Hidden Cities, to be released by NNA Tapes on November 4, is the second release proper by the Baltimore based krautmath team Horse Lords. With the opening monster “Outer East”, it becomes pretty clear that what we’re dealing with here is a condenter for an AOTY title, even if it’s gonna be in the deep underground section (which is a crying shame). Horse Lords redefine the meaning of krautrock, infusing the truly Germanic sense of rhythmical ordnung with some of those african polyrythms and minimalist composers obsession with alternative tunings, where one of the guitars becomes a playground for experiments with just intonation. On the course of the 13-minute jam, the sounds the band oscillate between arabesque math rock and sloppy dub with some Terry Riley smeared on the top. And that’s not even the entire first side. I’m telling you, Hidden Cities is going to be the bomb. But you have to find out for yourself. Pre-order the LP now and get yourself armed with some patience, because this will blow your mind.
Anthroprophh - Anthroprophh
Anthroprophh are an offshoot of a legendary Bristol psychedelic high-rollers The Heads, yet the sound of the new project is devoid of The Heads’ bombastic energy and general rock glamour. Instead, it goes even more for the psychedelic aspect, while reducing their sound to a series of crawling, slithery droning space rock compressions, switching between burned-out cavernous guitar solos and slowly paced, organ-based shamanistic excursions in the vein of early, VU-inspired incarnation of Religious Knives. In fact, I wouldn’t be suprised if Anthroprophh turned out to be one of Skullflower’s numerous side projects. Same extremely murky vibe with a bit of hasheeshian haze to it.
White Manna - Come Down Safari
The newest release from the Arcata, CA based caverockers White Manna sees the guys slowing down a bit compared to their previous albums. Here, on the newest one (courtesy of Debacle Records, every once in a while they keep reminding me of their existence with yet another mindblowing album), the hypnotic krautrock lock-the-groove forever jams reign only partially, giving the way for psychedelic desert commune rituals, slowly evolving, yet always retaining the hallucinatory droning atmosphere filled with string ghosts and bassy afterimages. Go for a mind safari with White Manna. And prepare some food for the munchies.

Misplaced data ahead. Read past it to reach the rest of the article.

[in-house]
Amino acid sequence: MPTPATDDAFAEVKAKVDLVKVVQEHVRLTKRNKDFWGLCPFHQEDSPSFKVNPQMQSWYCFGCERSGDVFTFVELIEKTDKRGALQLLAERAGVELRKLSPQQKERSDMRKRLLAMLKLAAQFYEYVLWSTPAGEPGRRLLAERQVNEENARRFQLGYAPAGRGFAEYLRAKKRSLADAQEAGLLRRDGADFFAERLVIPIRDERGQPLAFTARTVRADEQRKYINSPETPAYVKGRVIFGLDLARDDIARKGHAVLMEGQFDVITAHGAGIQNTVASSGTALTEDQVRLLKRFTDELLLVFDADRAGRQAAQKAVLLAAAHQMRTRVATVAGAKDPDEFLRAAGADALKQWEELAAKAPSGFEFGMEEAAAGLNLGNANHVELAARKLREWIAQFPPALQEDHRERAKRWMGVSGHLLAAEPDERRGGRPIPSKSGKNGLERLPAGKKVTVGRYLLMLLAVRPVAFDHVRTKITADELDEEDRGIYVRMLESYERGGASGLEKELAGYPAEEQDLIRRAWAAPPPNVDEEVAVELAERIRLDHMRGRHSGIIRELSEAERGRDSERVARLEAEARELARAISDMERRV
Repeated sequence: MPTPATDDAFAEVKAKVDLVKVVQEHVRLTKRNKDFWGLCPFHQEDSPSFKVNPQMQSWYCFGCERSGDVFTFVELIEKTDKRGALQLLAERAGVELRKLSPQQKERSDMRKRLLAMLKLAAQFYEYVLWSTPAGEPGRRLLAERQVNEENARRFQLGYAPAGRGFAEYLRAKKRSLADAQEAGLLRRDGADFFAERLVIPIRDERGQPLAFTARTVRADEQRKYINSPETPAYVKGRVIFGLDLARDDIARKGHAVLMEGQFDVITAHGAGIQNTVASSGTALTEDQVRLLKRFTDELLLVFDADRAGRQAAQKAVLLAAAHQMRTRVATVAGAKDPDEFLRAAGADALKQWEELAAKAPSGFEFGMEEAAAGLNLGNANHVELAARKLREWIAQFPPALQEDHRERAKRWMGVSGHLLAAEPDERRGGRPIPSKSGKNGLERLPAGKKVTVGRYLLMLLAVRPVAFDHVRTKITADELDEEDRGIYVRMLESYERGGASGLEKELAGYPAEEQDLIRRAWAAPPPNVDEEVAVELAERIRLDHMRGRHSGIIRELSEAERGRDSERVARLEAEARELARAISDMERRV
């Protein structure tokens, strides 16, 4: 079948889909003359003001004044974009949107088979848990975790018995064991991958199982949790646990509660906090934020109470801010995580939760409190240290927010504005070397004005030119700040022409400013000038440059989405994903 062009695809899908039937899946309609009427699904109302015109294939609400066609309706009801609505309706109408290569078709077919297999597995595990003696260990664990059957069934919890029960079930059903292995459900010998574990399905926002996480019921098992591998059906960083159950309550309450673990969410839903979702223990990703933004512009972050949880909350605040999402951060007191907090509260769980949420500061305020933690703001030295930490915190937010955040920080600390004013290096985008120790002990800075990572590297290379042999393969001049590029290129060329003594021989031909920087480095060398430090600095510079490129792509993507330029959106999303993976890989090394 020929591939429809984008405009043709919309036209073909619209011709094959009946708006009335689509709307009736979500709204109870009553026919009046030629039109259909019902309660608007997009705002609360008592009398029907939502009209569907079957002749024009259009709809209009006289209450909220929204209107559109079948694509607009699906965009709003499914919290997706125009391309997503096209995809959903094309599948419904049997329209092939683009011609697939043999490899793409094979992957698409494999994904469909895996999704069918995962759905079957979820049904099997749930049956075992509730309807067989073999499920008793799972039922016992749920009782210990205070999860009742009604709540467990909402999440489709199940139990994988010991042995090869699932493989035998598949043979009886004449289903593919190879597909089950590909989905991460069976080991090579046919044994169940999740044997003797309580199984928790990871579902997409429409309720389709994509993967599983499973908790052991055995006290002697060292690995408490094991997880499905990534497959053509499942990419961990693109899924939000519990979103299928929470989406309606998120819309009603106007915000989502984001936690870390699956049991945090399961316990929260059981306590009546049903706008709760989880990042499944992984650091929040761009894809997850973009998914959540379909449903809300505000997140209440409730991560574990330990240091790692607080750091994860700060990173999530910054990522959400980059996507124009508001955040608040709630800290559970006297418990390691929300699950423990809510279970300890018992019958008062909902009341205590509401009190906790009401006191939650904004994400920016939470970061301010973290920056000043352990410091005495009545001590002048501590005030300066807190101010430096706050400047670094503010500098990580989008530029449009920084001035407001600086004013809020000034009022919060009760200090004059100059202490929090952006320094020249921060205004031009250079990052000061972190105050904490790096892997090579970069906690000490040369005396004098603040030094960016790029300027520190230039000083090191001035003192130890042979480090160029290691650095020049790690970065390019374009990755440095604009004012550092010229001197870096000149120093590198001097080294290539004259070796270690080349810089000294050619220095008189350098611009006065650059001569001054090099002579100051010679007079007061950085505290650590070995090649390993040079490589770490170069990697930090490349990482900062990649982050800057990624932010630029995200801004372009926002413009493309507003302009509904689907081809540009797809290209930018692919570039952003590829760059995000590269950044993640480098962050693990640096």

Kissy Suzuki - Proposte Monochrome
Kissy Suzuki is back with a new album - and it’s just as sprawling, huge and completely enveloping as ever. When the first track on your new release is longer than what most ambient heavyweights can crank out on their full albums, then it means you must be in for some next level shit. And Proposte Monochrome is the next level. The title track is the ambient’s ambient, the purest, most distilled ambient one can get, complete with huge drones that move at a truly geological pace (using the word “glacial” would be speeding it up too much) and experience-enhancing field recordings woven into the fabric. A tribute to the gone-too-early genius Yves Klein, Proposte Monochrome works like a musical translation of one of his intense blue paintings, hypnotic in their minimalism and emotionally stimulating in their subtlety.
Pre-order the CD from Soft Records. Out today.